House Speaker Paul Ryan said on Thursday that he saw no point in bringing up the Trans-Pacific Partnership trade deal for a vote in any “lame duck” session of Congress later this year after November elections, because “we don’t have the votes.”
“As long as we don’t have the votes, I see no point in bringing up an agreement only to defeat it,” Ryan, a Republican, said in an interview with Wisconsin Public Radio.
Despite both U.S. presidential candidates bashing the 12-country Pacific trade deal on the campaign trail, Obama administration officials have pledged to make a major push in coming months to persuade the Republican-majority Congress to pass TPP.
Backed by dozens of business and industry groups, officials from the U.S. Commerce Department, the U.S. Trade Representative’s office and the White House say they are continuing to talk with individual lawmakers about the merits of the deal, including its consequences for U.S. leadership in Asia.
But Ryan said the Obama administration had negotiated a deal that “cost them dozens of votes in Congress,” and said the Democratic president needed to renegotiate some components. The speaker said some agricultural and labor provisions needed fixing, and he also believed the deal would reduce intellectual property rights for biologic drugs and pharmaceuticals.
For U.S. drugmakers the deal could reduce the patent protection period to eight years from the current 12. Senator Orrin Hatch, the influential Republican chairman of the Senate Finance Committee, has also raised this as a major problem with the deal.
“They have to fix this agreement and renegotiate some pieces of it if they have any hope or chance of passing it,” Ryan said in the radio interview, but added that he was doubtful this could happen. “I don’t see how they’ll ever get the votes for it.”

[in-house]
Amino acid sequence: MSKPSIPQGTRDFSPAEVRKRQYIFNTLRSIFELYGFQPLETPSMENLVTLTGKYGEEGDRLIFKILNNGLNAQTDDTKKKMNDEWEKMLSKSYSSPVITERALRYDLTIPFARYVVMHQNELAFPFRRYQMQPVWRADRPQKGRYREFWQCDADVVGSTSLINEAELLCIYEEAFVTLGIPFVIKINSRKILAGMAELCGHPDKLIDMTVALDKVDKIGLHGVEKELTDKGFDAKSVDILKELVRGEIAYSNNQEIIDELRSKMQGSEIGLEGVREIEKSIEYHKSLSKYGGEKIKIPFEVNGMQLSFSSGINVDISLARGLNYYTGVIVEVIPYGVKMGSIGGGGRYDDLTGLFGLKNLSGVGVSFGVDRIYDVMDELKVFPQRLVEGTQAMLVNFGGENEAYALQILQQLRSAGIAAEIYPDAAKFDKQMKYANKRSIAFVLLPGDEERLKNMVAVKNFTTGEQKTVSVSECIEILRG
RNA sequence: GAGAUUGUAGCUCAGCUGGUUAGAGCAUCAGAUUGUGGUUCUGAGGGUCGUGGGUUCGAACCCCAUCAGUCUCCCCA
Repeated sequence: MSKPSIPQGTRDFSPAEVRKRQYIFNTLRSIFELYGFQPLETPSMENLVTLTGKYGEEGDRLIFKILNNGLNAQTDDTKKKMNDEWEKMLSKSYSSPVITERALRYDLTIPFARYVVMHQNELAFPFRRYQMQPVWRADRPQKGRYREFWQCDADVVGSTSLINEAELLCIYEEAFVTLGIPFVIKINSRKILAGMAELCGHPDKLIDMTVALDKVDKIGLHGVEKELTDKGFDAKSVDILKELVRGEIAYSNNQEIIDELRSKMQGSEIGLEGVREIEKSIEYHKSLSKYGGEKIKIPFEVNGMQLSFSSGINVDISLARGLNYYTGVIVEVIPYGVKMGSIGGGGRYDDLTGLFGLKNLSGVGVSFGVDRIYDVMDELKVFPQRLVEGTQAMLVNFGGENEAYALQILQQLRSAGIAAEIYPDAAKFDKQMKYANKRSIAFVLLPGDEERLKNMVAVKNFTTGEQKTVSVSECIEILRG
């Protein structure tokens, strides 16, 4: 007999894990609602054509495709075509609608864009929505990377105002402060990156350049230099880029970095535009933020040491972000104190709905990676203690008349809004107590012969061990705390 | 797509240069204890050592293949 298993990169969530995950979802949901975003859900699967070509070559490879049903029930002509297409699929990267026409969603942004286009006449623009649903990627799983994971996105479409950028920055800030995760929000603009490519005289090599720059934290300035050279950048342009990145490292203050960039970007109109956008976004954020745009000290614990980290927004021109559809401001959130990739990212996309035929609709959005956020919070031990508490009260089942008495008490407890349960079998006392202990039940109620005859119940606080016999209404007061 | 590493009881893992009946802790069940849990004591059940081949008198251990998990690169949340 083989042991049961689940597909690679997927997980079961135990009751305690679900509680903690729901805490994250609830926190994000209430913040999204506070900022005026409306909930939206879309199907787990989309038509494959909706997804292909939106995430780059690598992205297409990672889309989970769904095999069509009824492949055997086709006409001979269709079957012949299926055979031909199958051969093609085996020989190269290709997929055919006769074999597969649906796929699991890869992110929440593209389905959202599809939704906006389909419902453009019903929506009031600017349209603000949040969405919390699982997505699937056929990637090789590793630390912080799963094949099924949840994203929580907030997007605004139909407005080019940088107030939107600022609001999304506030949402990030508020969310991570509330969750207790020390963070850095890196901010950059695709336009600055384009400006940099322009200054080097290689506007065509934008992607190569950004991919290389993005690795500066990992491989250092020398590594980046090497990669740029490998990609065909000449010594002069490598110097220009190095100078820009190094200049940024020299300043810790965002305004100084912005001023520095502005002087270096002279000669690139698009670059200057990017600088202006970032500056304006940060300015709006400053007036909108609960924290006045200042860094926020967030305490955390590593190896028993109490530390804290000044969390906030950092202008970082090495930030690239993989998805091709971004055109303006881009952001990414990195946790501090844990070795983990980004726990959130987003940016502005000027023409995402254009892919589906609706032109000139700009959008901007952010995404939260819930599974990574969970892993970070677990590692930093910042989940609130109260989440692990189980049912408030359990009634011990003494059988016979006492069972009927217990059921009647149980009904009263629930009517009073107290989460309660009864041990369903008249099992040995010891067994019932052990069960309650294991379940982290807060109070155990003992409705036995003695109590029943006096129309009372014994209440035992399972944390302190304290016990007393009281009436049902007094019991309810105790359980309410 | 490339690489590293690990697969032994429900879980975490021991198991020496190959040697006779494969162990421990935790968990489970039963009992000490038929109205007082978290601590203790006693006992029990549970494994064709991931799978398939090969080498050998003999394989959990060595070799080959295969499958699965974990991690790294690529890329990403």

(Reporting by Susan Cornwell; Editing by Jonathan Oatis and Sandra Maler)
75 years ago: When atomic scientist Leo Szilard tried to halt dropping bombs over Japan
As this troubled summer rolls along, and the world begins to commemorate the 75th anniversary of the creation, and use, of the first atomic bombs, many special, or especially tragic, days will draw special attention. They will include July 16 (first test of the weapon in New Mexico), August 6 (bomb dropped over Hiroshima) and August 9 (over Nagasaki). Surely far fewer in the media and elsewhere will mark another key date: July 3.
On July 3, 1945, the great atomic scientist Leo Szilard finished a letter/petition that would become the strongest (virtually the only) real attempt at halting President Truman's march to using the atomic bomb--still almost two weeks from its first test at Trinity--against Japanese cities.
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The ranger stopped the 25-year-old Lorentz for speeding on a dirt road near the park's Rattlesnake Springs area, and Mitchell's lapel video shows him ordering Lorentz to spread his feet and move closer to a railing.
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